The Junior Research Group “Competition and Innovation” addresses questions in competition economics and policy, in particular at the interface to innovation economics. The overarching theme is the analysis and optimal design of competition rules to improve the functioning of both goods and services markets as well as technology markets, and thus improving the well-being of society as a whole. In combination with innovation-friendly policy and the legal protection of intangible assets, optimal competition policy provides incentives for the development of new ideas and technologies without hampering competition by disproportionately restricting access for third parties. To this end, the Junior Research Group studies the incentive effects that law and law enforcement have on the strategic behaviour of companies and use these insights to evaluate competition policy institutions and rules from an innovation economics and innovation policy perspective.
The group uses a broad range of economic tools and applies both theoretical and empirical methods. It provides economic policy advice based on sound scientific evidence and contributes evidence-based and theoretically sound findings to the debate on competition policy. At the same time, their scientific research is driven by questions and problems that have strong practical relevance. In this sense, the Junior Research Group works at the interface between research and policy advice, while being in dialogue with both the scientific community and economic policymakers – a fact that is also reflected in the group’s publication activities. The group’s researchers have published in top-class scientific journals such as the RAND Journal of Economics, the Journal of Industrial Economics, Industrial and Corporate Change, and the Journal of Law and Economics, as well as in practice-oriented journals such as Antitrust Bulletin and Information Economics and Policy.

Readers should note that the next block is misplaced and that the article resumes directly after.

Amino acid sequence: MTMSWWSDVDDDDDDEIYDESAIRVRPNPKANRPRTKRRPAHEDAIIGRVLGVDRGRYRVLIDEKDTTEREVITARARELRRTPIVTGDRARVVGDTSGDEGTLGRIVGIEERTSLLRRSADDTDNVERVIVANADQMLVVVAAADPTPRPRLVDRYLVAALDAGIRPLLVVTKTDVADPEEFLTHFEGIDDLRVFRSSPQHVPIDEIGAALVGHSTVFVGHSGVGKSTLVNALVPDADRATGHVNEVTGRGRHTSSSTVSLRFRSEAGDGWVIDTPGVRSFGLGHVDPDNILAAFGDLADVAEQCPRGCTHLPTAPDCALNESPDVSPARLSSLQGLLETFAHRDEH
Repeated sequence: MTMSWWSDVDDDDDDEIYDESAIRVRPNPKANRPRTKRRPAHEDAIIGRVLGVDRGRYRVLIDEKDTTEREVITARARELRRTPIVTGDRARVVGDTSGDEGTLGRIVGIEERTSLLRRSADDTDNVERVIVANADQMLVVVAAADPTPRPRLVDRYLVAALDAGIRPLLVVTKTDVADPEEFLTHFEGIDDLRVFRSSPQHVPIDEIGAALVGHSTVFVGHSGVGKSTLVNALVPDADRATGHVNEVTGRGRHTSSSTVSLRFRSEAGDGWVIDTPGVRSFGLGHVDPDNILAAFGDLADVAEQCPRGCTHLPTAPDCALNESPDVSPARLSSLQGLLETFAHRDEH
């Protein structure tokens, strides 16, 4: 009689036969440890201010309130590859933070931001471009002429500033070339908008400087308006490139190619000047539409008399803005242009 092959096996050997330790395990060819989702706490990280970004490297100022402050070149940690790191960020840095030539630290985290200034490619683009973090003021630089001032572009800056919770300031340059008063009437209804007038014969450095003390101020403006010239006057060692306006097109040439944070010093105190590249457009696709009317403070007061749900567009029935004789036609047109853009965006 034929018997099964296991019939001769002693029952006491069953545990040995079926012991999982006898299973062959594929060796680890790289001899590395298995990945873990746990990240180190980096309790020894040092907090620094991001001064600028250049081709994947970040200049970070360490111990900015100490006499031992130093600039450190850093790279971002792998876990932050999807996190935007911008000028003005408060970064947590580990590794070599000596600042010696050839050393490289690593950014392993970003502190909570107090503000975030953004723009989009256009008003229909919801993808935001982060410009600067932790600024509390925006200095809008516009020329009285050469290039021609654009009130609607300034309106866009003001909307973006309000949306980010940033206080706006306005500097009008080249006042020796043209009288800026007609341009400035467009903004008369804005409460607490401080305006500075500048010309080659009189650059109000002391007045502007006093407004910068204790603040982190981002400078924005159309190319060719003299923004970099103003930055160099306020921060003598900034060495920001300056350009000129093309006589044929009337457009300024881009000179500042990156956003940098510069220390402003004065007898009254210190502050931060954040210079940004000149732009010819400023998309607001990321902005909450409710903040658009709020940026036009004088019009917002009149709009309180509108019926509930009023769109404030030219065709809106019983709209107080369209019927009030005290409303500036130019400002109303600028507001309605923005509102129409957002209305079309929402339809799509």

The Junior Research Group “Competition and Innovation” is the central point of contact for competition issues at ZEW, while also sharing its expertise with other research units in the context of interdisciplinary projects and studies. The Mannheim Centre for Competition and Innovation (MaCCI), jointly run by the University of Mannheim’s School of Law and Economics and ZEW, plays a particularly important role.
This project investigates the effects of financial interdependencies of firms on corporate strategies in the product and technology market. One of the key aims of the project is to analyse how minority holdings affect firms’ price and non-price strategies, and how such ownership structures change market outcomes through their effects on price markups and innovation. The project is funded by the international research programme “Strengthening Efficiency and Competitiveness in the European Knowledge Economies” (SEEK) at ZEW.
As part of a study on behalf of the Federal Institute for Research on Building, Urban Affairs and Spatial Development, the group investigates the causes and effects of the increasing fragmentation of the German construction industry using empirical research methods. An additional objective of the study is to determine whether this development will continue or even intensify.
In a research project in cooperation with the Research Department “Environmental and Resource Economics, Environmental Management”, the group investigates the price elasticity of electricity demand in Switzerland. Special focus is put on the price elasticities for households, industry and services, which are used to simulate and evaluate demand responses to specific energy policies.
The M&A Report is a biannual publication issued by Bureau van Dijk and ZEW. It uses the Zephyr database to report on current topics and developments in global mergers and acquisitions.